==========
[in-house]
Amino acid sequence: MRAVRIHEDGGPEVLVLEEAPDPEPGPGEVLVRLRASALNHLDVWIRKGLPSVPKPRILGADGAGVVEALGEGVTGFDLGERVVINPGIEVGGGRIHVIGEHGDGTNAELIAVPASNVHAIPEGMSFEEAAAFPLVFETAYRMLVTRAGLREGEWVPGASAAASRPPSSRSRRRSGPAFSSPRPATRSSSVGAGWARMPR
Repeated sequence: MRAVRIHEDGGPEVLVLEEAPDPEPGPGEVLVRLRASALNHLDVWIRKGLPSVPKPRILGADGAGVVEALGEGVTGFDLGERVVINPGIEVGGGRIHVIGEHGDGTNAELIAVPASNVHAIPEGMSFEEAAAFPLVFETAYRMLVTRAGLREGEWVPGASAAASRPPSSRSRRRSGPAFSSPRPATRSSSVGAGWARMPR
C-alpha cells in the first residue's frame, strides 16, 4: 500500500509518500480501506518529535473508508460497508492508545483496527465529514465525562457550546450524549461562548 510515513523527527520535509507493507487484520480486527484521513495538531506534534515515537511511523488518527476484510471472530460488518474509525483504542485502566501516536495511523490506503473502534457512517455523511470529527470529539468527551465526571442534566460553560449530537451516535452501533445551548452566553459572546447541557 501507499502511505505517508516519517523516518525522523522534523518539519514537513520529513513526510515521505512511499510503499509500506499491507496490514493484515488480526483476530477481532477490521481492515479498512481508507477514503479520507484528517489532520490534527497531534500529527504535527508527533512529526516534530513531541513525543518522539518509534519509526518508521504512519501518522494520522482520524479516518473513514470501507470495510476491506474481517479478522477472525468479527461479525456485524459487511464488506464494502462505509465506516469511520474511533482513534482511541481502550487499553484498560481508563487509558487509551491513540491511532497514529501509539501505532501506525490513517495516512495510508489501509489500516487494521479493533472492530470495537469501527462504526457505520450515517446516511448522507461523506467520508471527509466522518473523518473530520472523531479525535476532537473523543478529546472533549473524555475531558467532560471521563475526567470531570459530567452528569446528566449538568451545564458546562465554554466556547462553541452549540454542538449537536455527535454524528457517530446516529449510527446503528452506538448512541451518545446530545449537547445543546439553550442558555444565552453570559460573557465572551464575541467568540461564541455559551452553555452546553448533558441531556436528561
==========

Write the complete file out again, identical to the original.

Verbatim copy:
[in-house]
Amino acid sequence: MRAVRIHEDGGPEVLVLEEAPDPEPGPGEVLVRLRASALNHLDVWIRKGLPSVPKPRILGADGAGVVEALGEGVTGFDLGERVVINPGIEVGGGRIHVIGEHGDGTNAELIAVPASNVHAIPEGMSFEEAAAFPLVFETAYRMLVTRAGLREGEWVPGASAAASRPPSSRSRRRSGPAFSSPRPATRSSSVGAGWARMPR
Repeated sequence: MRAVRIHEDGGPEVLVLEEAPDPEPGPGEVLVRLRASALNHLDVWIRKGLPSVPKPRILGADGAGVVEALGEGVTGFDLGERVVINPGIEVGGGRIHVIGEHGDGTNAELIAVPASNVHAIPEGMSFEEAAAFPLVFETAYRMLVTRAGLREGEWVPGASAAASRPPSSRSRRRSGPAFSSPRPATRSSSVGAGWARMPR
C-alpha cells in the first residue's frame, strides 16, 4: 500500500509518500480501506518529535473508508460497508492508545483496527465529514465525562457550546450524549461562548 510515513523527527520535509507493507487484520480486527484521513495538531506534534515515537511511523488518527476484510471472530460488518474509525483504542485502566501516536495511523490506503473502534457512517455523511470529527470529539468527551465526571442534566460553560449530537451516535452501533445551548452566553459572546447541557 501507499502511505505517508516519517523516518525522523522534523518539519514537513520529513513526510515521505512511499510503499509500506499491507496490514493484515488480526483476530477481532477490521481492515479498512481508507477514503479520507484528517489532520490534527497531534500529527504535527508527533512529526516534530513531541513525543518522539518509534519509526518508521504512519501518522494520522482520524479516518473513514470501507470495510476491506474481517479478522477472525468479527461479525456485524459487511464488506464494502462505509465506516469511520474511533482513534482511541481502550487499553484498560481508563487509558487509551491513540491511532497514529501509539501505532501506525490513517495516512495510508489501509489500516487494521479493533472492530470495537469501527462504526457505520450515517446516511448522507461523506467520508471527509466522518473523518473530520472523531479525535476532537473523543478529546472533549473524555475531558467532560471521563475526567470531570459530567452528569446528566449538568451545564458546562465554554466556547462553541452549540454542538449537536455527535454524528457517530446516529449510527446503528452506538448512541451518545446530545449537547445543546439553550442558555444565552453570559460573557465572551464575541467568540461564541455559551452553555452546553448533558441531556436528561